A Department of Energy project, Advanced Simulation Capabilities for Environmental Management (ASCEM) was formed to create an integrated approach that creates a modeling platform with a high performance computing (HPC) framework and several user application toolsets that together allow full integration between data, simulations, and uncertainty assessment.
Toward Transformational Predictive Capabilities
ASCEM was formed to better meet the challenges of efficiently and cost-effectively minimizing environmental, safety and health risks across the EM complex. It will develop transformational, high performance computer modeling capabilities to improve our ability to predict the fate and movements of underground contaminants and the degradation of engineered materials that contribute to contaminant release. ASCEM goals include:
- Develop modular toolsets capable of accurately representing key aspects of complex engineered and subsurface environments to enable greater realism, enhance accuracy and agility, and improve uncertainty quantification.
- Implementing a graded approach to using current and future HPC toolsets to solve the most difficult EM challenges, appropriately matching the solution to the complexity of the problem.
- Provide a transformational capability to simulate coupled degradation, hydrological, geochemical and microbiological processes across EM’s complex waste site environments.
- Implement formal uncertainty quantification and decision tools in a standardized framework to improve efficiency and consistency when approaching the diverse set of DOE-EM modeling problems.
- Improve EM’s ability to evaluate and select more cost effective short and long-term remediation options to protect human health and the environment.
According to the January 2009 Report to Congress on the Status of Environmental Management Initiatives to Accelerate the Reduction of Environmental Risks and Challenges Posed by the Legacy of the Cold War [USDOE, 2009], “the biggest challenges EM faces are those that have few precedents and fewer off-the-shelf technologies and processes to address them”. DOE-EM has set an internal challenge to minimize environment, safety, and health risks across the complex in a safe, secure, compliant, and cost-effective manner.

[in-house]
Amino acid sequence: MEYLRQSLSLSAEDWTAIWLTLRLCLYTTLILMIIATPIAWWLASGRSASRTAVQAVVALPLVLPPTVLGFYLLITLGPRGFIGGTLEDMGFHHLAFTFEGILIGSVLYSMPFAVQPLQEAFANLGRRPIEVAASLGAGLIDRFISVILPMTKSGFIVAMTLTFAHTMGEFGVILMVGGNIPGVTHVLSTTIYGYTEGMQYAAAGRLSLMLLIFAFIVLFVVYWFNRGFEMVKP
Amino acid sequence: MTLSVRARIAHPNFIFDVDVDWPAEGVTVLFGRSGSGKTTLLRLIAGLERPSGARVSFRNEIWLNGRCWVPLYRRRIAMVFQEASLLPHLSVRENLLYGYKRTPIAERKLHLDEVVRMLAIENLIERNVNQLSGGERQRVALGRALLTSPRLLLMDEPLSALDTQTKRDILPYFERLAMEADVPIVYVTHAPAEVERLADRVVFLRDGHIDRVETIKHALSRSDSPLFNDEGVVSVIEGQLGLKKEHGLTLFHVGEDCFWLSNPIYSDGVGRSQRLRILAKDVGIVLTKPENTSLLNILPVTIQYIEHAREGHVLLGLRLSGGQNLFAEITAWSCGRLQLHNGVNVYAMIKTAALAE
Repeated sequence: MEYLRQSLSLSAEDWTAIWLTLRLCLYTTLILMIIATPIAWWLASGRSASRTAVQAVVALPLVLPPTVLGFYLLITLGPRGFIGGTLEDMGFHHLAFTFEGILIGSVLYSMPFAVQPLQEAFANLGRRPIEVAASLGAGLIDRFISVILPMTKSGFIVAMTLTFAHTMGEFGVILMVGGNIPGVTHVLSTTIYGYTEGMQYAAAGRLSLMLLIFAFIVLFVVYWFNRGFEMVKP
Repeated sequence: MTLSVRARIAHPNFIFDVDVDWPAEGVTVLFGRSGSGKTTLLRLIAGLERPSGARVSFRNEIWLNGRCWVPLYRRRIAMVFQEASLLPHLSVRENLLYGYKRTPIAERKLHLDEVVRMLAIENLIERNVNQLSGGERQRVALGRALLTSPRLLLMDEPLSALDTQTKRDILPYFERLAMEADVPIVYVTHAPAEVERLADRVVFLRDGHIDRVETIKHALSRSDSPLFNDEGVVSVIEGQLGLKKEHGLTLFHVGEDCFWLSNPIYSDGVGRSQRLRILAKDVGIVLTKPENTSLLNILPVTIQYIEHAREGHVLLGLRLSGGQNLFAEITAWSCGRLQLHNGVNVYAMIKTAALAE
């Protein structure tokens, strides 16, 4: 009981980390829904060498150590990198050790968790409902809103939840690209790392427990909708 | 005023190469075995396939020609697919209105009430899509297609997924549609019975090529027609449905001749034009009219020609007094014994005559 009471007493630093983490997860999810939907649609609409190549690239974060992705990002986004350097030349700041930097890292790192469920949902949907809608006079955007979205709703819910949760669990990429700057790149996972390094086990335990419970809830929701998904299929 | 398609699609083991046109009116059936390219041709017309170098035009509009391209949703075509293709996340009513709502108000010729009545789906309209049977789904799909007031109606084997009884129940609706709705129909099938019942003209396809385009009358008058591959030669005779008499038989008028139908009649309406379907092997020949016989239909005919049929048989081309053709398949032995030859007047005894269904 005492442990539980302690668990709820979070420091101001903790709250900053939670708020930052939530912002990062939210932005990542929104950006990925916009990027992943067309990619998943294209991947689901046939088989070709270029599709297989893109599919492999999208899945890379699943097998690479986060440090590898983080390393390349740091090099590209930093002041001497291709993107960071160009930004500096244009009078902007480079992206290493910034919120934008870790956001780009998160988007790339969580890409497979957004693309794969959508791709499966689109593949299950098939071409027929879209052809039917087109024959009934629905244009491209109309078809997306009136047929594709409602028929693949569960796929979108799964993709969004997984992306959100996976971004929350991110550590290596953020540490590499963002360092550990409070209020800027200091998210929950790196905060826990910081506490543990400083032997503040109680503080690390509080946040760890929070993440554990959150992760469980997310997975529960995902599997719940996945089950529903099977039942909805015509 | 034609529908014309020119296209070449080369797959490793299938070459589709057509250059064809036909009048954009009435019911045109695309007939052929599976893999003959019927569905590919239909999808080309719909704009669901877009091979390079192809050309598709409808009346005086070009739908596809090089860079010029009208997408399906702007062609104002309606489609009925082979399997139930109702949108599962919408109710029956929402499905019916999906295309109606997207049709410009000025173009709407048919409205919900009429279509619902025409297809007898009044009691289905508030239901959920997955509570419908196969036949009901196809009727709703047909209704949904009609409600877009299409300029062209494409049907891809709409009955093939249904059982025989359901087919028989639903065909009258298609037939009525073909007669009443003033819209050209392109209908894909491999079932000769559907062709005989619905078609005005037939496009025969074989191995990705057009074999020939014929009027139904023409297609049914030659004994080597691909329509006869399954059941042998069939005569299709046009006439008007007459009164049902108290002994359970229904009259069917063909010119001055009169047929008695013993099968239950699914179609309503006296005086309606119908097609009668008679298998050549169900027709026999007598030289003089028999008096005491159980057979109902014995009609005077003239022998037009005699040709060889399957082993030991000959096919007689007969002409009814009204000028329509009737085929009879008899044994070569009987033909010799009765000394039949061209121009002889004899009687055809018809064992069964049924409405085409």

In their review of the DOE EM Office of Engineering and Technology roadmap, the National Academy of Sciences (Advice on Department of Energy’s Cleanup Technology Road Map: Gaps and Bridges, 2009) predicted that as EM addresses cleanup of more difficult sites, it will need continued scientific investments to understand the release, fate and transport of contaminants in the subsurface. Many of the remaining waste sites are challenging because of the complexity and coupled nature of controlling hydrological, biological and geochemical processes and the wide range of scales over which they operate (Figure 1).
ASCEM’s new developments will allow EM researchers to address larger and more intricate problems—a necessity in dealing with the challenging waste sites in the EM complex. A key result of ASCEM’s advances will be the creation of next-generation performance assessment (PA) capabilities for EM, made possible by improvements to predictive capabilities. These enhanced capabilities will allow for more realistic modeling of key processes and uncertainty to support improved decision-making for the most difficult EM problems, while maintaining a graded modelling approach for less complex sites.
Updating DOE-EM’s simulation capability with the most advanced scientific understanding will enable predictions that support decisions on the management and disposition of challenging waste. It will provide a consistent approach for performance and risk assessment that site personnel and regulators can use to guide and assess remedial actions (including natural attenuation), site closure, and long-term waste management decisions. An anticipated outcome will be increased public confidence in the reliability of EM decision-making and reduced long-term maintenance and monitoring costs.